A good sports physical therapist is often heavily involved in building a successful routine for strength building and injury management.
Getting more specific, guards are likely to train to build lean muscle mass because too much bulk isn’t doing a guard any favors. For centers and power forwards, muscle bulk is more of an asset, so you’ll see heavier weights put into play and a lot more focus on upper body.
Plyometrics for Strength, Aglity and Body Awareness
Plyometrics is kind of old school, but it features prominently in off season training for many NBA athletes, simply because it blends agility and body weight training into strength building.
Again, plyometric routines are likely to be approached with caution and carefully managed to avoid placing too much strain on the muscles that are recovering from injury.
Body weight training like plyometrics will promote agility and general body awareness, but it’s also harder to control and regulate. As a relatively high impact form of exercise, it can exacerbate joint injuries if not managed conservatively.
Nevertheless, the great advantage of plyometrics is that many of the moves emulate the agility drills which form the backbone of training in pre-season and during the sports season. Plyometrics is valuable because it keeps the body prepped and the muscle memory primed for the training onslaught that awaits.
As you’ve noticed by this part of our article, it’s important to diversify how you work out. As many popular workouts like HIIT, it pays off to never repeat your workout. of the most modern strength and cardiovascular training including the aforementioned HIIT and the Jason Stratham routine (https://totalshape.com/fitness/jason-statham-workout-routine/). Continue mixing it up with swimming, hiking and more. This is especially true for big time athletes looking to take a more holistic approach to working out.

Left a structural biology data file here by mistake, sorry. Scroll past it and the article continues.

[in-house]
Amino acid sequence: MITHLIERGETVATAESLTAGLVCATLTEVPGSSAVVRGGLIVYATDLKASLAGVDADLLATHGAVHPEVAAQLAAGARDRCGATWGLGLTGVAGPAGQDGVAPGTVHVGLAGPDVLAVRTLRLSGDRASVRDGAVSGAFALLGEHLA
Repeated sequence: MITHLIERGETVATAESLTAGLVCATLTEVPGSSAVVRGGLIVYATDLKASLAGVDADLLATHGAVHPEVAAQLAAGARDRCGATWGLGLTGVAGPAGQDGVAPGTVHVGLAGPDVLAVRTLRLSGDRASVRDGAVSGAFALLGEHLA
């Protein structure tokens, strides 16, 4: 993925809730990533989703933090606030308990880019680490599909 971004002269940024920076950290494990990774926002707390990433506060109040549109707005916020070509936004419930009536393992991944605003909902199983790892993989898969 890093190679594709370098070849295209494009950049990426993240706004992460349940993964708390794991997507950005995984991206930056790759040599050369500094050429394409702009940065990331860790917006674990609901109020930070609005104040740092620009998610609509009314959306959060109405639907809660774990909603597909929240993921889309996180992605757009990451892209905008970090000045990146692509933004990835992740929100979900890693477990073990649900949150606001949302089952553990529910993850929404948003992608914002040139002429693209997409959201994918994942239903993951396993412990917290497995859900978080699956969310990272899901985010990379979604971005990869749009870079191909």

Boxing for Strength, Cardio and Exploding
The noble art and science of sparring is another common mainstay for NBA players in the off season. In fact, NBA players like John Wall, Damian Lillard, Kristaps Porzingis, Kyle Kuzma, Iman Shumpert, Moe Harkless, and Jusuf Nurkić have all recently posted their boxing workouts on social media.
It’s one of the most intense cardio sports around, but more specifically it places a very balanced demand on the physique. Upper body and lower body work in unison to deliver maximum force. You build your strength to deliver the blows and you raise your agility to move around the ring.
It’s pretty much the perfect storm for total body fitness, making it a great overall choice for almost any elite athlete aiming to stay limber and physically prepared for elite training.
Hooping (and Practicing) to Keep Skills Sharp
And of course, playing and practicing the actual sport is key to staying in shape during the off season. In recent years, many have posted their off-season work outs both as individuals and others where several NBA players gather to play against one another. One of the more well well-known pickup up was a game that featured several NBA superstars in Kevin Durant, Carmelo Anthony and LeBron James playing pickup.
On top of just scrimmaging with other players, many dedicated NBA players hire specialized trainers that help them shore up skill sets that need polishing. The most common being working on post moves, three-point shooting, and tighter dribbling so they can come into the next season better prepared..
Elite basketball players need to rise to the challenges of many physical stresses. It’s a sport built around moving lots of body mass very fast, but it’s also heavily reliant on lots of explosive strength. Off season preparation for NBA players is therefore diverse, demanding and difficult.